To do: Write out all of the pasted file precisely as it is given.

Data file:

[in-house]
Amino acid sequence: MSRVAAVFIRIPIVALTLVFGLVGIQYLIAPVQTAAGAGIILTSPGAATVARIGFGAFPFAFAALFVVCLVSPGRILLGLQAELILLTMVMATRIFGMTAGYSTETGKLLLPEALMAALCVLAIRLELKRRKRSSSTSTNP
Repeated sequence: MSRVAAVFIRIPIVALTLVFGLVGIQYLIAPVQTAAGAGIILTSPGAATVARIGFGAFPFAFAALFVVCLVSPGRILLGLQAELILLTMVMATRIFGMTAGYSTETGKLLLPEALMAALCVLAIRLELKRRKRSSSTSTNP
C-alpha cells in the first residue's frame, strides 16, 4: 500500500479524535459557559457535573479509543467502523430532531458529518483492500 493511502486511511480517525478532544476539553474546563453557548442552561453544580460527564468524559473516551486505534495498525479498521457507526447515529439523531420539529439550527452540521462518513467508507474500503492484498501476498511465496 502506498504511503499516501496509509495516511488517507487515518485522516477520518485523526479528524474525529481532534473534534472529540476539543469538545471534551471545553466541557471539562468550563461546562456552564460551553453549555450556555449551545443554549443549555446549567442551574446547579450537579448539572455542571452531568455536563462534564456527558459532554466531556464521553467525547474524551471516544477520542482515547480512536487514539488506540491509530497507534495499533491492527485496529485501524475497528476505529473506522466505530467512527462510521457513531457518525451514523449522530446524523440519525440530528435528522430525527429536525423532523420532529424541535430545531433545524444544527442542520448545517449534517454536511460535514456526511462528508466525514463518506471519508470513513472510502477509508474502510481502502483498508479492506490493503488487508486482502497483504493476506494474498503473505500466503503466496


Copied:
[in-house]
Amino acid sequence: MSRVAAVFIRIPIVALTLVFGLVGIQYLIAPVQTAAGAGIILTSPGAATVARIGFGAFPFAFAALFVVCLVSPGRILLGLQAELILLTMVMATRIFGMTAGYSTETGKLLLPEALMAALCVLAIRLELKRRKRSSSTSTNP
Repeated sequence: MSRVAAVFIRIPIVALTLVFGLVGIQYLIAPVQTAAGAGIILTSPGAATVARIGFGAFPFAFAALFVVCLVSPGRILLGLQAELILLTMVMATRIFGMTAGYSTETGKLLLPEALMAALCVLAIRLELKRRKRSSSTSTNP
C-alpha cells in the first residue's frame, strides 16, 4: 500500500479524535459557559457535573479509543467502523430532531458529518483492500 493511502486511511480517525478532544476539553474546563453557548442552561453544580460527564468524559473516551486505534495498525479498521457507526447515529439523531420539529439550527452540521462518513467508507474500503492484498501476498511465496 502506498504511503499516501496509509495516511488517507487515518485522516477520518485523526479528524474525529481532534473534534472529540476539543469538545471534551471545553466541557471539562468550563461546562456552564460551553453549555450556555449551545443554549443549555446549567442551574446547579450537579448539572455542571452531568455536563462534564456527558459532554466531556464521553467525547474524551471516544477520542482515547480512536487514539488506540491509530497507534495499533491492527485496529485501524475497528476505529473506522466505530467512527462510521457513531457518525451514523449522530446524523440519525440530528435528522430525527429536525423532523420532529424541535430545531433545524444544527442542520448545517449534517454536511460535514456526511462528508466525514463518506471519508470513513472510502477509508474502510481502502483498508479492506490493503488487508486482502497483504493476506494474498503473505500466503503466496